A most striking example of this abstract historical approach, of conception that is historical in appearance and antihistorical in essence, is the bourgeois economists’ explanation of the primitive accumulation.
The bourgeois economist also views this process ‘historically’. He will easily agree that capital is not an eternal phenomenon, that it must have emerged somewhere and in some manner. The history of its origin consists in that the means of production were in some way concentrated in the hands of a few persons. How did that happen historically?
These ways are extremely varied. In any case, the fact remains that the means of production were first concentrated in the hands of the future capitalist in any manner but exploitation of wage labour, through frugality, the future capitalist’s own labour, successful commercial operations, simple robbery, feudal legacy, and so on and so forth.
From this, the bourgeois economist draws the conclusion that in its origin, and consequently in its essence, capital is not the product of unpaid-for labour of the wage worker. As for the worker himself, he/she descended ‘historically’ from the serf who ran away to town from a cruel landlord, or a craftsman impoverished through inability, or a lazy vagabond. In other words, the wage labourer was created by processes other than capitalist exploitation. The capitalist offering him work now appears as a benefactor.
It is quite apparent here that a formally historical explanation is made into a means of shameless apology for the existing state of things. Historical substantiation becomes an argument in favour of an antihistorical conception of both the process of primitive accumulation and of the nature of capital. Historical arguments are used to present capital as an ‘eternal’ and ‘natural’ relation. The secret of the trick is in the history of the origin of the historical premises of capital being directly presented as the history of capital itself as a concrete historical phenomenon.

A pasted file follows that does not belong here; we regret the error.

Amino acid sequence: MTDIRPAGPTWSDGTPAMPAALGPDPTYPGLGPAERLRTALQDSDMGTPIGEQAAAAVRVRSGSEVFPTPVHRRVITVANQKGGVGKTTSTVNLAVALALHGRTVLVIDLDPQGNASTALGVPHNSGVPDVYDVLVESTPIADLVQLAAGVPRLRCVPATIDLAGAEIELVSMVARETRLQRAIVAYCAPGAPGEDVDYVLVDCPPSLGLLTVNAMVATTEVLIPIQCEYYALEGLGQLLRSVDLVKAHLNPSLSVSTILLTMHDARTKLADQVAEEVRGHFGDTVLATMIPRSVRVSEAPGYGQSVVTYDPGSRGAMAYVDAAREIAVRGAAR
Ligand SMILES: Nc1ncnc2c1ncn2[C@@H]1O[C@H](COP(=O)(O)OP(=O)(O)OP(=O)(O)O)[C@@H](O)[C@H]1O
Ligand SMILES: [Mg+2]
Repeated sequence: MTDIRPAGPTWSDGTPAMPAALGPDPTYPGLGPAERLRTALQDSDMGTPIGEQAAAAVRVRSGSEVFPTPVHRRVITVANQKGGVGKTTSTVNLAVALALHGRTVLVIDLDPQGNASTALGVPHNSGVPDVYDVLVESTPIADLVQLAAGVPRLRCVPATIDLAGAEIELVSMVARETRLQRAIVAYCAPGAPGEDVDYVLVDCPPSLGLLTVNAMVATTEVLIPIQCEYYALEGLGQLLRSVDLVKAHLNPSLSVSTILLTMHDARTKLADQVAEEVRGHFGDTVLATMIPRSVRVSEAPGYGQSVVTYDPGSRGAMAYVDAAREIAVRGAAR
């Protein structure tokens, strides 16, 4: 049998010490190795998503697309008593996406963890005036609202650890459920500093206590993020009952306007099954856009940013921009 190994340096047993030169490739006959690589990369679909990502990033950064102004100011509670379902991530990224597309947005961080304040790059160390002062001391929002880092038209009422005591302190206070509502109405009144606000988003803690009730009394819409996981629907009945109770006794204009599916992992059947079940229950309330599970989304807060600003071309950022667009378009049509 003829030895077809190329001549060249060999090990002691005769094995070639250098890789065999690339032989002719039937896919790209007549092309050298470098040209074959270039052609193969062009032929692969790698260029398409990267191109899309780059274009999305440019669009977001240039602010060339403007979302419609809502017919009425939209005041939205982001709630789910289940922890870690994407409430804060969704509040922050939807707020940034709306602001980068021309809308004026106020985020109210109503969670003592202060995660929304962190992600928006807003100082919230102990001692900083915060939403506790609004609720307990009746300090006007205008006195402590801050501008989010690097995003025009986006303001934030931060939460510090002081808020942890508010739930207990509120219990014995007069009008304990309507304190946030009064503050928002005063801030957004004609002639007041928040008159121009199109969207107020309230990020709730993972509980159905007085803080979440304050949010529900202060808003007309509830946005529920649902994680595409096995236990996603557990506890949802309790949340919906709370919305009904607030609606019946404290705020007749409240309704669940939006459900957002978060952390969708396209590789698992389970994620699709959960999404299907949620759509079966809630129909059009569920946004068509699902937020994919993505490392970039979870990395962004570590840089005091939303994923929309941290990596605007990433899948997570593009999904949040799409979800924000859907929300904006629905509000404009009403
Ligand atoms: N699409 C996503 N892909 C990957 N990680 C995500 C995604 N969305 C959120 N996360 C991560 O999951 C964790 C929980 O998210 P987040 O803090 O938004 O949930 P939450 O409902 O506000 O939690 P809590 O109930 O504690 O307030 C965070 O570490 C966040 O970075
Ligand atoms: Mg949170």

The real historical beginning of the development of capital, as Marx showed, was the point at which capital began to build its body out of the unpaid-for labour of the wage worker. Only at this point does its specific concrete history begin. As for the original concentration of the means of production in the hands of the future capitalist, it may take any form whatever – that has no significance for the history of capital as capital and no relevance to the being of man, possessing it, as the being of a capitalist.
Originally, our mode of appropriation is not that of a capitalist, and the ways in which he appropriates the product of labour has no bearing on his history as a capitalist. They lie somewhere below the lower boundary of the history of capital, just as processes that created the premises of life, the chemical processes, lie below the lower limit of the history of life, pertaining to the field of chemistry rather than of biology.
The same thing has to be borne in mind in logic, in order not to take the history of the premises of a concept (abstractions in general, words expressing the general in their meaning, etc.) for the history of the concept itself.
Thus the significance becomes apparent of the principle of concrete historicism which imposes the requirement of establishing, in a strictly objective manner, the point at which the real history of the object under consideration begins, the genuinely concrete starting point of its origin.